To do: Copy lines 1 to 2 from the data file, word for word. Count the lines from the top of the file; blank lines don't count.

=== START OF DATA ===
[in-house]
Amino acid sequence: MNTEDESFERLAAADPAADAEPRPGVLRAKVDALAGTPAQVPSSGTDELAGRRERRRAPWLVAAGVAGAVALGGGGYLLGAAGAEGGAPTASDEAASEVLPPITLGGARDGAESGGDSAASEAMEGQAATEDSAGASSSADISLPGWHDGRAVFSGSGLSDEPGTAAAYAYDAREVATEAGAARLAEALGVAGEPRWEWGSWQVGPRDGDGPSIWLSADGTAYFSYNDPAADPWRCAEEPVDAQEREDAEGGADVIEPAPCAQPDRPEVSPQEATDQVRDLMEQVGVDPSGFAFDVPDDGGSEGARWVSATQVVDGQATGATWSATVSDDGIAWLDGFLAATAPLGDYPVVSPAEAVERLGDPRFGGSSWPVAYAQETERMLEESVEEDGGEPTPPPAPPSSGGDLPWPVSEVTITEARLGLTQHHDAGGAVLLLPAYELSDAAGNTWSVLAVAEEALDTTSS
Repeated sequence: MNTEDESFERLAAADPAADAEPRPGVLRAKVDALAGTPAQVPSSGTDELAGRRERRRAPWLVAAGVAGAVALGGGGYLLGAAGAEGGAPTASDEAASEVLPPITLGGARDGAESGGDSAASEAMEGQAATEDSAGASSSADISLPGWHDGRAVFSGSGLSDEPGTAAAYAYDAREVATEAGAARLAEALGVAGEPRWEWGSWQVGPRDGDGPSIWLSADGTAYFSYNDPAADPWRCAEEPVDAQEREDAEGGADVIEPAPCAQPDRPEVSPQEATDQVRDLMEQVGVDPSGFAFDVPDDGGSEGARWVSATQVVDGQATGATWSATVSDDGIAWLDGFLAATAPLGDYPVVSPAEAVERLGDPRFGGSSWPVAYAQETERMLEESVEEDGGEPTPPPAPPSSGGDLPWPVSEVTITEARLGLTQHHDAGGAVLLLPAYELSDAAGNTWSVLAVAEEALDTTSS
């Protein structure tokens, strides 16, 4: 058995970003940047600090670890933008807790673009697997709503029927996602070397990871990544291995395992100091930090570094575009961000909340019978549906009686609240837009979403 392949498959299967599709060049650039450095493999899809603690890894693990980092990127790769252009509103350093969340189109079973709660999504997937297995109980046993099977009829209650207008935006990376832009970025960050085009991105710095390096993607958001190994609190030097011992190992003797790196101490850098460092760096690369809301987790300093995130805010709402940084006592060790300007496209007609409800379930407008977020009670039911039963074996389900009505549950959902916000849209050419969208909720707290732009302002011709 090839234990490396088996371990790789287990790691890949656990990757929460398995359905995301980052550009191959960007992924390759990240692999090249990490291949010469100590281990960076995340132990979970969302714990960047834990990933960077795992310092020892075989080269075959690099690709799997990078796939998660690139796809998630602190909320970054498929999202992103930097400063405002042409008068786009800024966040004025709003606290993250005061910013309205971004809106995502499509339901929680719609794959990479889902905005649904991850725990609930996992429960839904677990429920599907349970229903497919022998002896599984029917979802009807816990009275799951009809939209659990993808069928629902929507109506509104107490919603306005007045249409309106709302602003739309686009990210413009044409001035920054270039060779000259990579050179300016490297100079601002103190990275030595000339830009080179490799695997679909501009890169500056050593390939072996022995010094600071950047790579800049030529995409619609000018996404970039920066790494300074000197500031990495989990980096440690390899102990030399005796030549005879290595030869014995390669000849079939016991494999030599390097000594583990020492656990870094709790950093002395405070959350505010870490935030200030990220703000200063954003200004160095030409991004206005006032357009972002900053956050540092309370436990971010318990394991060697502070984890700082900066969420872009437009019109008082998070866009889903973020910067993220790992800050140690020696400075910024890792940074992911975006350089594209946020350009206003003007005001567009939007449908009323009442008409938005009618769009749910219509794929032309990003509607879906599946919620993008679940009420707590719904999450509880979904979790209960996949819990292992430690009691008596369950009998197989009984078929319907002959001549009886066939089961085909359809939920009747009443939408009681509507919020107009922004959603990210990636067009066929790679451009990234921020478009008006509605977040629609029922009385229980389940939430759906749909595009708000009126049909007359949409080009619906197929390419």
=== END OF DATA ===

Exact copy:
[in-house]
Amino acid sequence: MNTEDESFERLAAADPAADAEPRPGVLRAKVDALAGTPAQVPSSGTDELAGRRERRRAPWLVAAGVAGAVALGGGGYLLGAAGAEGGAPTASDEAASEVLPPITLGGARDGAESGGDSAASEAMEGQAATEDSAGASSSADISLPGWHDGRAVFSGSGLSDEPGTAAAYAYDAREVATEAGAARLAEALGVAGEPRWEWGSWQVGPRDGDGPSIWLSADGTAYFSYNDPAADPWRCAEEPVDAQEREDAEGGADVIEPAPCAQPDRPEVSPQEATDQVRDLMEQVGVDPSGFAFDVPDDGGSEGARWVSATQVVDGQATGATWSATVSDDGIAWLDGFLAATAPLGDYPVVSPAEAVERLGDPRFGGSSWPVAYAQETERMLEESVEEDGGEPTPPPAPPSSGGDLPWPVSEVTITEARLGLTQHHDAGGAVLLLPAYELSDAAGNTWSVLAVAEEALDTTSS